KC: Ok, now how was [X] behaving at that time, when she was handcuffed?
MH: Well she couldn't move. Like, you know, she was on her, her on her stomach. Her handcuffs were behind her back and so she, like we had, we had her, like she couldn't, she couldn't have hurt, like if she probably could have kicked her feet back and forth, but she like, it didn't happen because already Cst. Cockney was there.
KC: Ok, now you and the other employees, were you still holding her down at that time? When she was handcuffed?
MH: Well ya, I was, I was. Ya, I, I was still there. Ya, I was still kneeling on the floor holding the handcuffs and...
KC: What was [X] doing? Was she still, was she physically struggling still, or had she calmed down?
MH: No, she wasn't struggling. She, I mean, she couldn't do nothing.
KC: Did she try to stand up or roll,
MH: Uh, un.
KC: over? Was she kicking her legs, or anything like that?
KC: Was anybody holding her feet?
MH: Um, Diane. Diane was sitting, sitting on her, like sitting on her legs up, her thighs, sitting on her thighs.
KC: So was she under control. She wasn't going anywhere then.
MH: Un, mn.
MH: She was contained. [emphasis added]
Statements of Facility Staff taken by Commission Investigator
The Commission investigator managed to interview some Facility witnesses in January of 2009. All of these witnesses reviewed their prior statements taken by Constable Charles before providing their new statements. Summaries of their versions of events are included below.
Ms. Donovan's recollection of events again painted X's behaviour in the most aggressive light. She described that, after X was handcuffed, X tried to roll over potentially to kick the youth officers. She stated that X was kicking her feet and almost caused Ms. Soucy, who was holding her feet, to fly off.Footnote 33 She noted X banging her head on the floor and trying to bang her arms, shoulders and legs into the floor. She indicated that at that point they were trying to prevent her from hurting herself. As in her original statement she referred to Constable Cockney deploying the CEW a second time because X continued to fight after the first CEW deployment.
Ms. Trudel was specifically asked if she felt that X posed a threat after being handcuffed and responded "No." She indicated that after she was handcuffed the goal was to "Get her into her dorm." She suggested that, although the youth officers may have been able to drag X the thirty or forty feet down the hall, X could have injured them or damaged the Facility in the process.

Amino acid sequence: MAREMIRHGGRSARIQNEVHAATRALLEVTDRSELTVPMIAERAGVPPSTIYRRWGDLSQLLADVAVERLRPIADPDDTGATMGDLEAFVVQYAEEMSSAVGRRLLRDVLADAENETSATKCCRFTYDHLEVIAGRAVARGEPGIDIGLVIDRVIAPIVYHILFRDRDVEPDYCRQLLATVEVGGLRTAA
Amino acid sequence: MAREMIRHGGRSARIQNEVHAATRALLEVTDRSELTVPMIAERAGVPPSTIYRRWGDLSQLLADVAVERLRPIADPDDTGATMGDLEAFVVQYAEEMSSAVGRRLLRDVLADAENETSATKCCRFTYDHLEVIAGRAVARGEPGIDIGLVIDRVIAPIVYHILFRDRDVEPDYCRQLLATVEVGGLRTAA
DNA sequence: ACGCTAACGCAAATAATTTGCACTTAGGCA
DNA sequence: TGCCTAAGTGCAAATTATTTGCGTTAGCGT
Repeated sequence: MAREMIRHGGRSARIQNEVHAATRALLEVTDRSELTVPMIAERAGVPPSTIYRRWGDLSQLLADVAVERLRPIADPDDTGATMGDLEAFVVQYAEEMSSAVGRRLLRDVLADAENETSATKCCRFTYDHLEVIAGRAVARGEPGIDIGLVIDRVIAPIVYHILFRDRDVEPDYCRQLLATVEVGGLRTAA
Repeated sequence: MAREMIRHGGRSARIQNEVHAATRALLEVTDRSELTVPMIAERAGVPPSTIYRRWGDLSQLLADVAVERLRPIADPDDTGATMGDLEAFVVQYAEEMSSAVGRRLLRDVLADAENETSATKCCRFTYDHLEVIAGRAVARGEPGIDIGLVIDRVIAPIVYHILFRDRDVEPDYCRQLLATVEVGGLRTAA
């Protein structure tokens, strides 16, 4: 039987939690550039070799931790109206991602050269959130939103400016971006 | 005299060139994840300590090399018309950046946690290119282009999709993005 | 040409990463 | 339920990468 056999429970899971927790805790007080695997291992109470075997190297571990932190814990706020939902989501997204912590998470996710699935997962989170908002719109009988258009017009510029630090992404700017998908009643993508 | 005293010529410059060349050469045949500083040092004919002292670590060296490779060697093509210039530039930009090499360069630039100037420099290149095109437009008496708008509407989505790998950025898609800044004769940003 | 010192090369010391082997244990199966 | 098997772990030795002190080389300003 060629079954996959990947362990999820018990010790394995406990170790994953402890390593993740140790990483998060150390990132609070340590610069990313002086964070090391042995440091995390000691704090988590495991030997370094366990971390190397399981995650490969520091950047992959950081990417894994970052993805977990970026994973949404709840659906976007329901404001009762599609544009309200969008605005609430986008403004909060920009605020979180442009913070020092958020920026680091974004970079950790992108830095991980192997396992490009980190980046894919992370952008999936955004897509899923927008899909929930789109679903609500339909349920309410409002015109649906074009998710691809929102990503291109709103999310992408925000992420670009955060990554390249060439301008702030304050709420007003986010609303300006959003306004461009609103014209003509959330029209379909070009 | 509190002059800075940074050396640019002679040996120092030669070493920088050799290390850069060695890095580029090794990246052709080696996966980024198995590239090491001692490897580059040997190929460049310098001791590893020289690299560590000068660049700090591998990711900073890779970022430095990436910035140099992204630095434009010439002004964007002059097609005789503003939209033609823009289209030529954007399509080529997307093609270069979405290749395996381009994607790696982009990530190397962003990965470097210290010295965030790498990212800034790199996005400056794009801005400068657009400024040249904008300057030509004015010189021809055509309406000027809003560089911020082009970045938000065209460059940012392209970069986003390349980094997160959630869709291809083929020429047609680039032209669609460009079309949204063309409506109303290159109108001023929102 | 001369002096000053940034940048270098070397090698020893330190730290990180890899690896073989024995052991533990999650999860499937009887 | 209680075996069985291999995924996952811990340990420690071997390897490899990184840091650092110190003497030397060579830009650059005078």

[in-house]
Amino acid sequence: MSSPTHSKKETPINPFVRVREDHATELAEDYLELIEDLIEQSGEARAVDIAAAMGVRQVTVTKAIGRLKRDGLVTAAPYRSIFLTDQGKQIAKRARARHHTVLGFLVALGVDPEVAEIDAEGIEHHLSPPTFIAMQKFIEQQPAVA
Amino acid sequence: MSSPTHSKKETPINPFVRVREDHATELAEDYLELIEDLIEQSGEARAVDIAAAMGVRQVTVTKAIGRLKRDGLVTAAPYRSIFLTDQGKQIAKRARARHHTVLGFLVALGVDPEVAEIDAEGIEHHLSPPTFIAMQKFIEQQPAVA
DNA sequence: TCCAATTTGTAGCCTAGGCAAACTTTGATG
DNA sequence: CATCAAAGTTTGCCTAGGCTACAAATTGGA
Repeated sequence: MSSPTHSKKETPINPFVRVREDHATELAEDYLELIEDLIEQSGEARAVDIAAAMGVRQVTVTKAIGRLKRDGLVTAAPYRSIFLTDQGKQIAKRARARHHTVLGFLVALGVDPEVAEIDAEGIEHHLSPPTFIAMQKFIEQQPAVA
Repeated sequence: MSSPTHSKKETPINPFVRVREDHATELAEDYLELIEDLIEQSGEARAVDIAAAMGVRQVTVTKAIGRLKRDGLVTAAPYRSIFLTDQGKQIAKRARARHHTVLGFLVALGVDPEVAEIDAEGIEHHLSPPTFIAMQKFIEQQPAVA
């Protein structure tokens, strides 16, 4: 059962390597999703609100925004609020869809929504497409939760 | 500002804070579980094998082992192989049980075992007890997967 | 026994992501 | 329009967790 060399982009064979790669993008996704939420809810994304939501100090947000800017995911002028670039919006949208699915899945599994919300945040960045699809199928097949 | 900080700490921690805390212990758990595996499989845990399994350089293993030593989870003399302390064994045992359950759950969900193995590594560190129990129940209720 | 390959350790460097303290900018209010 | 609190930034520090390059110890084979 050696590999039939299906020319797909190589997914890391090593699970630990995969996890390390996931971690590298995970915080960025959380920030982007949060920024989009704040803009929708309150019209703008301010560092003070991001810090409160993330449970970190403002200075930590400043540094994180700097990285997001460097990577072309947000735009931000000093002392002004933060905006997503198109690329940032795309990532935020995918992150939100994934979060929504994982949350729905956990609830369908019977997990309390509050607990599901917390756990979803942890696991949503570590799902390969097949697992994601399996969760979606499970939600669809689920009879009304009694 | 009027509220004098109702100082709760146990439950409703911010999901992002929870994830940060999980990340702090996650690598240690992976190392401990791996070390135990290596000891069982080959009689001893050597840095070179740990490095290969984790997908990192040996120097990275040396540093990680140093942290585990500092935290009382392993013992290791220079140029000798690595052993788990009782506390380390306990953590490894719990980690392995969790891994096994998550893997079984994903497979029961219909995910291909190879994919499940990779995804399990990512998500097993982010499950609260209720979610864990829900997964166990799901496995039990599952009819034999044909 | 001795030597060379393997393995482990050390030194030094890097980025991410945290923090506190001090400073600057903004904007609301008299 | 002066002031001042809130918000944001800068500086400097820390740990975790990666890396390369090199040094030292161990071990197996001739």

Ms. Richards stated that she left the classroom just after Constable Cockney arrived. She recalled that X remained defiant after being handcuffed but did not pose a threat. However, she also pointed out that if X were picked up she could become a threat by kicking.
Ms. Hope indicated that subsequent to the handcuffing X could not move and did not try to roll around. When asked whether the five youth officers could have dragged X to the segregation cell, Ms. Hope responded, "If we were given the opportunity, we probably we would have." She also volunteered her own option which was that in a matter of two, three, four or even five minutes X would likely have become uncomfortable enough to cooperate and that there would have been no harm in waiting ten to fifteen minutes. She recalled that X was swearing and uncooperative but not kicking. She stated that she did not anticipate X posing a threat if dragged to segregation and described "not cooperating" in terms of not walking to segregation.
I note that none of the statements suggested the use of leg restraints although they were available in the Facility. Furthermore, the statements were all consistent in noting that X complied with direction after the CEW was used and walked to segregation without further problems.
X's Statement to the Commission Investigator